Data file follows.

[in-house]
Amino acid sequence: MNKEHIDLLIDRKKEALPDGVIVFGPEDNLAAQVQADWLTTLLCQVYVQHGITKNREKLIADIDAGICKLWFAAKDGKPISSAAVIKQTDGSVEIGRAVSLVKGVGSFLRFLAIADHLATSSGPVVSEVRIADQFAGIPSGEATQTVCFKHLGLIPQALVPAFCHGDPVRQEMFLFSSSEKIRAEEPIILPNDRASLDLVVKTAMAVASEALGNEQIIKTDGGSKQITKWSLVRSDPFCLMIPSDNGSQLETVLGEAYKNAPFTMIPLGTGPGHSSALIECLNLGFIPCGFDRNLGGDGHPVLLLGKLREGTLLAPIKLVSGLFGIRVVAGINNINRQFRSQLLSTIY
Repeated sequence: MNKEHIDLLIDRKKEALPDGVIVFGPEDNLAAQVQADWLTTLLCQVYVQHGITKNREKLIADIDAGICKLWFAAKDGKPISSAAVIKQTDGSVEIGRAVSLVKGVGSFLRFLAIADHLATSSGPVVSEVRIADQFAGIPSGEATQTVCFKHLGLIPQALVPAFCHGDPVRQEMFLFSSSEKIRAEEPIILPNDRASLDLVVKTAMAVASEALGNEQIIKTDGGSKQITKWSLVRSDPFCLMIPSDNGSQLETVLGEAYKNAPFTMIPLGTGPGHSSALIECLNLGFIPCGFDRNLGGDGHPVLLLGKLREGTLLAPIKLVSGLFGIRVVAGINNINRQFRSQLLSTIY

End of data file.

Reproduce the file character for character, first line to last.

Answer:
[in-house]
Amino acid sequence: MNKEHIDLLIDRKKEALPDGVIVFGPEDNLAAQVQADWLTTLLCQVYVQHGITKNREKLIADIDAGICKLWFAAKDGKPISSAAVIKQTDGSVEIGRAVSLVKGVGSFLRFLAIADHLATSSGPVVSEVRIADQFAGIPSGEATQTVCFKHLGLIPQALVPAFCHGDPVRQEMFLFSSSEKIRAEEPIILPNDRASLDLVVKTAMAVASEALGNEQIIKTDGGSKQITKWSLVRSDPFCLMIPSDNGSQLETVLGEAYKNAPFTMIPLGTGPGHSSALIECLNLGFIPCGFDRNLGGDGHPVLLLGKLREGTLLAPIKLVSGLFGIRVVAGINNINRQFRSQLLSTIY
Repeated sequence: MNKEHIDLLIDRKKEALPDGVIVFGPEDNLAAQVQADWLTTLLCQVYVQHGITKNREKLIADIDAGICKLWFAAKDGKPISSAAVIKQTDGSVEIGRAVSLVKGVGSFLRFLAIADHLATSSGPVVSEVRIADQFAGIPSGEATQTVCFKHLGLIPQALVPAFCHGDPVRQEMFLFSSSEKIRAEEPIILPNDRASLDLVVKTAMAVASEALGNEQIIKTDGGSKQITKWSLVRSDPFCLMIPSDNGSQLETVLGEAYKNAPFTMIPLGTGPGHSSALIECLNLGFIPCGFDRNLGGDGHPVLLLGKLREGTLLAPIKLVSGLFGIRVVAGINNINRQFRSQLLSTIY